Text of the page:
Today I’m bringing you a conversation with Christian Huelsman, a public space preservationist who has, for years, been an advocate for alleys, public spaces, and urban history in Cincinnati Ohio and Minneapolis, Minnesota. Alleys are not always places that get a lot of love in the United States, especially in cities that have a legacy of downtown poverty like Cincinnati or Minneapolis, and many people see alleys as places to avoid.
But for Huelsman, alleys are public treasures hiding in plain sight. We chatted about his work resurrecting the alleys of Cincinnati, where he lived for years and started a non-profit organization aimed at restoring and maintaining alleys throughout the city. Now Hulesman is working again on public space and place making in Saint Paul and Minneapolis. One of his hobbies is leading tours of alleys in historic parts of downtown Minneapolis, in a collaboration with the Preserve Minneapolis group. I talked him about his work and research into how Minneapolis’ endangered alleys got their shape and form. It’s a topic I personally adore, and we had a great chat about the most obscure and misunderstood spaces in old midwestern cities. I hope you enjoy the conversation.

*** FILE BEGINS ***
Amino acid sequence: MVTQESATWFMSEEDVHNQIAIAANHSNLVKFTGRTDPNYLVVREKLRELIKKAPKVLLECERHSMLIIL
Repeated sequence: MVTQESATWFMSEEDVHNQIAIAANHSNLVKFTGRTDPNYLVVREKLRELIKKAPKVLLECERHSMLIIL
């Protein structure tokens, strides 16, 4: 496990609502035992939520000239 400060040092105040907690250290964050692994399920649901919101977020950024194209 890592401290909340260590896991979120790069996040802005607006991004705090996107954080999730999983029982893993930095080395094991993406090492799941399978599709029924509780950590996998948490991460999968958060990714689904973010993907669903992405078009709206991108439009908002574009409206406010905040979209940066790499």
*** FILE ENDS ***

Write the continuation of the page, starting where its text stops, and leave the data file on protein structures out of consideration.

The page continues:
If you like this podcast, check out my new coffee table book on Twin Cities history, Minneapolis / Saint Paul: Then and Now. The book features over 140 pages of old and new photographs of interesting sites in Minneapolis, Saint Paul, Edina, South Saint Paul, and the Fort Snelling Unorganized Territory. The historic photos range from the 1870s to the 1970s, and the new photos were taken last summer by a professional photographer who matched the scenes, angles, and aspect rations nearly flawlessly. It’s a great read and makes a great gift
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